The recipe also outputs a file called leed_summary.json, which contains the
ASHRAE 90.1-2016 PCI for both cost and carbon (GHG) emissions in the format below.

  "proposed_eui": 112.866,
  "proposed_cost": 703428.89,
  "proposed_carbon": 464263.067,
  "baseline_eui": 235.3,
  "baseline_cost": 1214797.19,
  "baseline_carbon": 1577657.766,
  "pci": 0.579,
  "pci_target": 0.666,
  "pci_improvement": 13.055,
  "carbon": 0.294,
  "carbon_target": 0.633,
  "carbon_improvement": 53.511,
  "leed_points": 9

Note the total number of LEED points at the very end is out of the total possible (16, 18, 20) that can be achieved under the “Optimize Energy Performance” category. Altogether, the execution of the recipe looks like this from Grasshopper:

We have provided a Grasshopper sample of a full-building Large Office model (built with Dragonfly) for those who wish to get started testing the recipe. NOTE THAT YOU WILL NEED TO HAVE POLLINATION RHINO 1.25.7 OR ABOVE INSTALLED TO CORRECTLY USE THE RECIPE. You can get this either by downloading and running the latest Pollination Rhino installer or by running the LB Versioner component from Grasshopper. Hopefully, it also goes without saying that the recipe is intended for full-building models that have all of the critical energy simulation properties assigned to them (ConstructionSets, ProgramTypes and detailed HVAC Systems). The recipe won’t fail for cases like a model with ideal air load systems but the results aren’t likely to be meaningful given that an ideal air system is not a real piece of HVAC equipment and it reports all energy usage as district heating/cooling.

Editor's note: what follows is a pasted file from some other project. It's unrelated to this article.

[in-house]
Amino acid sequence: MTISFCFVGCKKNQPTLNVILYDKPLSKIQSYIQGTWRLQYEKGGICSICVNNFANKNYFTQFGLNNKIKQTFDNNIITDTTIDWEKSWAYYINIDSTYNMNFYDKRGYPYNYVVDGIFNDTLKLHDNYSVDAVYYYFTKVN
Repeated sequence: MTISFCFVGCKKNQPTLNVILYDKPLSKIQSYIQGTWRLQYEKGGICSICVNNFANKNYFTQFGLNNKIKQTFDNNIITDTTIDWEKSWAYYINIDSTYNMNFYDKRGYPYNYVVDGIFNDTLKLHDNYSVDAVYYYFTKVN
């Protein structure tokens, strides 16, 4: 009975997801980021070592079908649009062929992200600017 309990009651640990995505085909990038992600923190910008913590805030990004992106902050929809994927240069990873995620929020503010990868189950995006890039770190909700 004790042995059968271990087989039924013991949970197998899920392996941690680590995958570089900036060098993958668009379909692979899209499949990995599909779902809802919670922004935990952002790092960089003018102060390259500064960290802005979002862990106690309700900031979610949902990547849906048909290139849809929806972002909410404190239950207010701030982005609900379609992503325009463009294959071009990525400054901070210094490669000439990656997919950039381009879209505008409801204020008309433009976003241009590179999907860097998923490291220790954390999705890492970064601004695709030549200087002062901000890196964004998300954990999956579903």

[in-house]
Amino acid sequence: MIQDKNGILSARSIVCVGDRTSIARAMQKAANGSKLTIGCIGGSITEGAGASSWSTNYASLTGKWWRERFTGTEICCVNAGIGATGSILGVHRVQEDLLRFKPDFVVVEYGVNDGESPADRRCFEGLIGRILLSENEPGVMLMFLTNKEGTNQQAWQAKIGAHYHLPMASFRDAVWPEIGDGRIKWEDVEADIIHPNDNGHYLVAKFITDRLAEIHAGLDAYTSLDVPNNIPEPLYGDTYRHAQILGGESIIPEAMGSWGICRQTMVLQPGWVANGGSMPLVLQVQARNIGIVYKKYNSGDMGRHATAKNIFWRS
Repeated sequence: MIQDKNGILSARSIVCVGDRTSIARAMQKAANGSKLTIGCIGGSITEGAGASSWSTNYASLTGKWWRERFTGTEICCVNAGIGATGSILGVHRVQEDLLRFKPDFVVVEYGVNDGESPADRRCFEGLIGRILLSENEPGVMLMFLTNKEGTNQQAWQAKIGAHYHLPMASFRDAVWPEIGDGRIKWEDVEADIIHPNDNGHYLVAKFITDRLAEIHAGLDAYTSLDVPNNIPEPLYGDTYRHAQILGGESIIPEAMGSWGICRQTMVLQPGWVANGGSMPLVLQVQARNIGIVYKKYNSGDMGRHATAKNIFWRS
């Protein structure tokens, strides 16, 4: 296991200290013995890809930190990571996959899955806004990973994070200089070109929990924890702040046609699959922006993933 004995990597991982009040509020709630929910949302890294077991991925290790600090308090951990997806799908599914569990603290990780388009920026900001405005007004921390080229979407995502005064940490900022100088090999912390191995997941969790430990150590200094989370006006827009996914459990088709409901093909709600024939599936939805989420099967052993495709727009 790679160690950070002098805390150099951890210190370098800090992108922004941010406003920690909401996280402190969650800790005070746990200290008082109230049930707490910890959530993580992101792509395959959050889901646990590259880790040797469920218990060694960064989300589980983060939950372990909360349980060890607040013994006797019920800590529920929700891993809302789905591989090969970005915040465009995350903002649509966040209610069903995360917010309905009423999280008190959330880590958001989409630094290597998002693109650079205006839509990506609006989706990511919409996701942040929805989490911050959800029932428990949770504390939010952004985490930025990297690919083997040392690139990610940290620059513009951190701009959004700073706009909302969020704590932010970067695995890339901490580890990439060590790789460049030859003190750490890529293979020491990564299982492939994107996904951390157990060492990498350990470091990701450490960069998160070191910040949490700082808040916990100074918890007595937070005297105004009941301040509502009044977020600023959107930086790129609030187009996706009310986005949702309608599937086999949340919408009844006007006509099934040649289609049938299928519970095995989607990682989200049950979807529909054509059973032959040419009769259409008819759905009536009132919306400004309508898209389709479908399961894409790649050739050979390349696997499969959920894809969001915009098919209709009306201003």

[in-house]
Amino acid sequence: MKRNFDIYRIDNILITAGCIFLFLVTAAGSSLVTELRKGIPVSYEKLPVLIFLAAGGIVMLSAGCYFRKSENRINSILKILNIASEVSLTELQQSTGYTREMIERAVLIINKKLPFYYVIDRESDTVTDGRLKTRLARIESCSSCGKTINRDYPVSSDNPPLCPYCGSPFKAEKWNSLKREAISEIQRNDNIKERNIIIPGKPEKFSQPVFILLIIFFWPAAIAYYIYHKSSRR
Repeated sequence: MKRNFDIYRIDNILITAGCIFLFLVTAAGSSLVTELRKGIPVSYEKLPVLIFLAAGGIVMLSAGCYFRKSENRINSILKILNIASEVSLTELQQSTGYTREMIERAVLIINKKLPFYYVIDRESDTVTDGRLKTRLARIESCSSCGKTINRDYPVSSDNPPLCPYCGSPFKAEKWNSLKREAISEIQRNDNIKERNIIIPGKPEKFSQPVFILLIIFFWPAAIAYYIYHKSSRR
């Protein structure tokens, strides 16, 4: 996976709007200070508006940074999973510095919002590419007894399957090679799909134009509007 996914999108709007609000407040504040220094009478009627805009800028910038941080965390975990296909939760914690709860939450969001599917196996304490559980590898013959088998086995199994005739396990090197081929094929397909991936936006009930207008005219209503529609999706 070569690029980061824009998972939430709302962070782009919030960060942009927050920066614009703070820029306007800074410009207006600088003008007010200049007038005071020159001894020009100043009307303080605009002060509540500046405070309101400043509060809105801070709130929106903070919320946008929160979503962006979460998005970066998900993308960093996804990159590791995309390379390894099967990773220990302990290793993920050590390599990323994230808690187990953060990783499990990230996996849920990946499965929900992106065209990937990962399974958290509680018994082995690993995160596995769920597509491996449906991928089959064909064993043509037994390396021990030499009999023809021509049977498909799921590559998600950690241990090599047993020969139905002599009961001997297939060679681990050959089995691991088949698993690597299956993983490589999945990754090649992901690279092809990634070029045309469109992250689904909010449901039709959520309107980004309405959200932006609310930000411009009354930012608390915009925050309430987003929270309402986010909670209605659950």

All of the methods that the recipe uses are open source and those of you familiar with Appendix G modeling probably already know that we are relying heavily on the OpenStudio Standards gem in order to build the baseline HVAC systems and assign efficiencies to all of the HVAC equipment. So, as is typical with many of our releases, a great deal of thanks is due to the National Renewable Energy Lab and the OpenStudio team. The Ladybug Tools methods that edit the building geometry and assign baseline constructions are also open source and many of them can be found within this new honeybee_energy.baseline subpackage. Lastly, the logic of the recipe itself is open source and is available here under the Pollination Github.

We would like to emphasize again that Appendix G in ASHRAE 90.1 2016 (and later) sets a relatively high standard of energy efficiency and is close to aligning with the AIA’s goal of carbon neutral practices by 2030. When using only the detailed HVAC template systems that are shipped with Ladybug Tools and Pollination Rhino, it can be very difficult to get all available LEED points. For the Large Office sample model provided above, we were not able to get more than 9 LEED points after applying the best energy conservation strategies that we know. It’s likely that, to get all available LEED points, some amount of on-site renewable energy may be necessary for certain buildings. We are working towards a specification of photovoltaic panels in Honeybee that will enable this but, in the meantime, there are likely still a few more LEED points that can be achieved by fine-tuning the efficiency of HVAC equipment and implementing strategies beyond what the template HVAC systems allow. For this reason, we are particularly excited to announce this Appendix G capability alongside a new-and-improved Ironbug integration!